The Democratic National Committee said Wednesday that it has thwarted a hacking attempt on its database holding information on tens of millions of voters across the country.
A party official said DNC contractors notified the party Tuesday of an apparent hacking attempt. The committee notified federal law enforcement. The official said no information was compromised and added that it’s unclear which third party had attempted the hack.
Bob Lord, the DNC’s chief security officer, briefed the leaders of state parties on the attempt at a party gathering Wednesday morning in Chicago. The DNC distributes the voter file to state parties for Democratic candidates to use the information to target voters during campaigns.
“This attempt is further proof that there are constant threats as we head into midterm elections and we must remain vigilant in order to prevent future attacks,” Lord said in a statement. He said President Donald Trump isn’t doing enough to protect American democracy.
“We can’t do this alone,” he said. “We need the administration to take more aggressive steps to protect our voting systems.”
The FBI declined to comment.
The hacking attempt comes as Democrats gather for their summer meeting. The party’s cybersecurity has been an issue since the 2016 presidential election, when hackers identified as Russian by U.S. intelligence agencies compromised DNC servers and publicly revealed internal communications that exploited divisions between Bernie Sanders’ and Hillary Clinton’s campaigns as the two candidates vied for the Democratic presidential nomination. Hackers also accessed the email accounts of Clinton’s campaign chairman, John Podesta, and systematically released the contents throughout the fall campaign.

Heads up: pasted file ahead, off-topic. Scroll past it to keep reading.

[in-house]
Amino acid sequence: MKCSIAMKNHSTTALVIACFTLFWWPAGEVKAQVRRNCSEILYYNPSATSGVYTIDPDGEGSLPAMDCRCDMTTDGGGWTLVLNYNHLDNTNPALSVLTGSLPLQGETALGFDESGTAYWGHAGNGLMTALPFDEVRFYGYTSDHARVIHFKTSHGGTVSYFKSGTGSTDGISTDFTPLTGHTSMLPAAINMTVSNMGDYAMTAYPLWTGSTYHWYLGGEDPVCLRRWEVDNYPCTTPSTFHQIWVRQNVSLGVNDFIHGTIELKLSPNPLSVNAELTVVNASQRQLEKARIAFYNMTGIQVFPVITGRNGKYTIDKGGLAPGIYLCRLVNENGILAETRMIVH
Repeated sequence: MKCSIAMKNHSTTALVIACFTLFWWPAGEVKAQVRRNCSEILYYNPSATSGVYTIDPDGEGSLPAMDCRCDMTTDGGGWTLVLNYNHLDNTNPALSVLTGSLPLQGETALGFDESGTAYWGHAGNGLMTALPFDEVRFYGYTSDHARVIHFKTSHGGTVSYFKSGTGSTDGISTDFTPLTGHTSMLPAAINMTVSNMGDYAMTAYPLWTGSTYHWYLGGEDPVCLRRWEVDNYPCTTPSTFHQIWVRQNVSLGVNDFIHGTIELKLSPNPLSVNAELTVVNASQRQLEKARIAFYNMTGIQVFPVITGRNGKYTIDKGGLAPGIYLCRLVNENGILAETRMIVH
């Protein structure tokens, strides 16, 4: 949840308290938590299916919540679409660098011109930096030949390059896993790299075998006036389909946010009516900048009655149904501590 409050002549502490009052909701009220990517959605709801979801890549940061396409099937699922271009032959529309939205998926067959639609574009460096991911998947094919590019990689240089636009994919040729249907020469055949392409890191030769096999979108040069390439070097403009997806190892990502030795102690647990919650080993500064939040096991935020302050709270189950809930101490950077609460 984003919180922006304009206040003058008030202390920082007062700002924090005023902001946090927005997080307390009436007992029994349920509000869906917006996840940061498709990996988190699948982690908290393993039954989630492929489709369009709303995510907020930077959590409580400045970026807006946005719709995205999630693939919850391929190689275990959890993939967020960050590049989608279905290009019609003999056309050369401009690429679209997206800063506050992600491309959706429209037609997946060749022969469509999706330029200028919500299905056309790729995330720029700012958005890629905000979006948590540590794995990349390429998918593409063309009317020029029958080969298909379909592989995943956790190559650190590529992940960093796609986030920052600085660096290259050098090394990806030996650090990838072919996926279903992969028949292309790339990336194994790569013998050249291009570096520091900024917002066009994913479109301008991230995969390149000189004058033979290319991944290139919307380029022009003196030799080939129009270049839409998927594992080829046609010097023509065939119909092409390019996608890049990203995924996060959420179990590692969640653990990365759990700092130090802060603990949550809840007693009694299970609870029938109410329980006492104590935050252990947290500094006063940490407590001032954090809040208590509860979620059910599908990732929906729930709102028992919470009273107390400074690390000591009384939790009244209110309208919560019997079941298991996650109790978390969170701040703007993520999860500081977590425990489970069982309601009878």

In Tuesday’s incident, a scanning tool deployed by the San Francisco security company Lookout detected a masquerading website designed to harvest the passwords of users of the login page of NGP VAN, a technology provider used by the Democrats and other liberal-leaning political organizations, the company said in a statement.
Lookout investigated and notified the company hosting the website, DigitalOcean, which took it down within hours, and Lookout’s vice president of security intelligence, Mike Murray, reached out to the DNC and NGP VAN to begin the investigation, the company said.
Murray, incidentally, was a tech volunteer in 2016, when he helped the Democratic leadership fight off hacking attempts later determined by U.S. investigators to be from Russian military agents.
NGP VAN was one target of the 2016 Russian hacking onslaught against Democratic political staffers, according to data provided to The Associated Press last year by cybersecurity firm Secureworks
Trump, a Republican, has mocked the DNC’s cybersecurity and cast doubt on intelligence findings that Russia was involved.
Associated Press writers Frank Bajak in Boston and Mike Balsamo in Los Angeles contributed to this report.